The New Jersey Devils went into their first-round series with the New York Rangers with one clear advantage. The Rangers were dominant on the power play, Igor Shesterkin is one of the best goalies in the world, and the Rangers have stars abound. However, the Devils are one of, if not the best, 5v5 teams this season. There was nobody as dangerous at even strength.
Through two games in the Devils’ return to the Stanley Cup Playoffs, they seemed to completely move away from their game. Instead of using speed and skill to dominate the game, the Devils tried to play big and tough. It went terribly, and the Devils were playing about even with the Rangers at even strength.
It’s fine to play the more experienced team even, but that doesn’t work when playing a team with a power play as good as the Rangers. They are going to win the special teams game. The Devils need to win at even strength. That can’t happen when the Devils scored zero 5v5 goals through two games.
New Jersey Devils 5v5 play is key in New York Rangers series.
In the Devils first postseason win since 2018, they were dominant at even strength. According to Natural Stat Trick, the Devils had 15 5v5 high-danger chances. The Rangers had just 5. When equating the power play, the Rangers came close to even (the Devils somehow had zero high-danger chances with the man advantage), but the Devils got exactly what they needed from their main units.
It took overtime, but the Devils finally got their first 5v5 goal of the series. Jesper Bratt carried the puck into the zone, the Devils pushed the Rangers in on the net, and it opened things up for Dougie Hamilton to walk in and score.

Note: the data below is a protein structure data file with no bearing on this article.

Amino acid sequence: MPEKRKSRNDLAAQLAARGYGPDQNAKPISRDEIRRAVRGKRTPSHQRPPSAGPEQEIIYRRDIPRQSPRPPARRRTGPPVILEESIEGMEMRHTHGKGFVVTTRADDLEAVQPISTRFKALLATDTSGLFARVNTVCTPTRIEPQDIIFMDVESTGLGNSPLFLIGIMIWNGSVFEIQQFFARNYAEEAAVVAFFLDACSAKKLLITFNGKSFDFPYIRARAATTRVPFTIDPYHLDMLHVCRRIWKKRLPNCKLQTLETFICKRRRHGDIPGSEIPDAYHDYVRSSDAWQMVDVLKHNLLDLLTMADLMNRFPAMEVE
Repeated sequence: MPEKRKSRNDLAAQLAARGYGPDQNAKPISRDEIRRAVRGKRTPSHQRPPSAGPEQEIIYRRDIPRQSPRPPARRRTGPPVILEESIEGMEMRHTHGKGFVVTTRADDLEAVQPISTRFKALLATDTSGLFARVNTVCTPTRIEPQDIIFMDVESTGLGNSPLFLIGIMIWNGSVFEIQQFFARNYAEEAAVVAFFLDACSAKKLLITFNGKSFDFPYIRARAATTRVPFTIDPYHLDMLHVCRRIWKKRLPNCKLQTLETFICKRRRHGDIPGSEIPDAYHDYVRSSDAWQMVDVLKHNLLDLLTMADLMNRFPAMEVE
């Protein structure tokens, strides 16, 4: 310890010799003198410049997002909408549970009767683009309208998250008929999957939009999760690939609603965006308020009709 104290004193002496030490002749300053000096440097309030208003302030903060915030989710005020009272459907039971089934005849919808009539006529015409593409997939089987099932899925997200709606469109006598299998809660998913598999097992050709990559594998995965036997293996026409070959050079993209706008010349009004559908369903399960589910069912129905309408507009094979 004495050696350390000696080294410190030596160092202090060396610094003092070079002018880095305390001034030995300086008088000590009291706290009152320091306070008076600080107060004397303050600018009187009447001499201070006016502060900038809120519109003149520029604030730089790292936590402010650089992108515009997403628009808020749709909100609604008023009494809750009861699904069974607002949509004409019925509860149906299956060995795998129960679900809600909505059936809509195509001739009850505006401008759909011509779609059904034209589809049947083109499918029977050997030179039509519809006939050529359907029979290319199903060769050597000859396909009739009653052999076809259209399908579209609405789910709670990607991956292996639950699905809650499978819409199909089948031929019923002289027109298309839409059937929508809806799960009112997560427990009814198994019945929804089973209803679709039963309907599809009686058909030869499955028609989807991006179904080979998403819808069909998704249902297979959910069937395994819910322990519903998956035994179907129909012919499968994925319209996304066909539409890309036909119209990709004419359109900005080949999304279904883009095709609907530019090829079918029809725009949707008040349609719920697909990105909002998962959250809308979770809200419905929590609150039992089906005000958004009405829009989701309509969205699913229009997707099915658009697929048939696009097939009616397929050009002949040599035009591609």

The Devils evened the series by playing the style of hockey that got them here. They were all over the Rangers. The Devils made the dirty areas their home. There were plenty of passes up the ice, they seemed to adjust to what they were given, and they never allowed chances that were too scary. Akira Schmid was in net for his first-ever playoff game, so the Devils defense knew they had to step up.
The Devils did a good job of spreading the Rangers chances all over the ice. Outside of the power play, the Rangers couldn’t get underneath. They didn’t get odd-man rushes. All the issues that gave the Rangers scoring opportunities in Games 1 and 2 didn’t rear their ugly heads in Game 3.
If the Devils have any chance at winning the series, they need to dominate even-strength play every game. It might not even be enough. They still only scored one goal at 5v5 on Saturday, and it happened in overtime. Shesterkin has been locked in, but the Devils know a blueprint to win.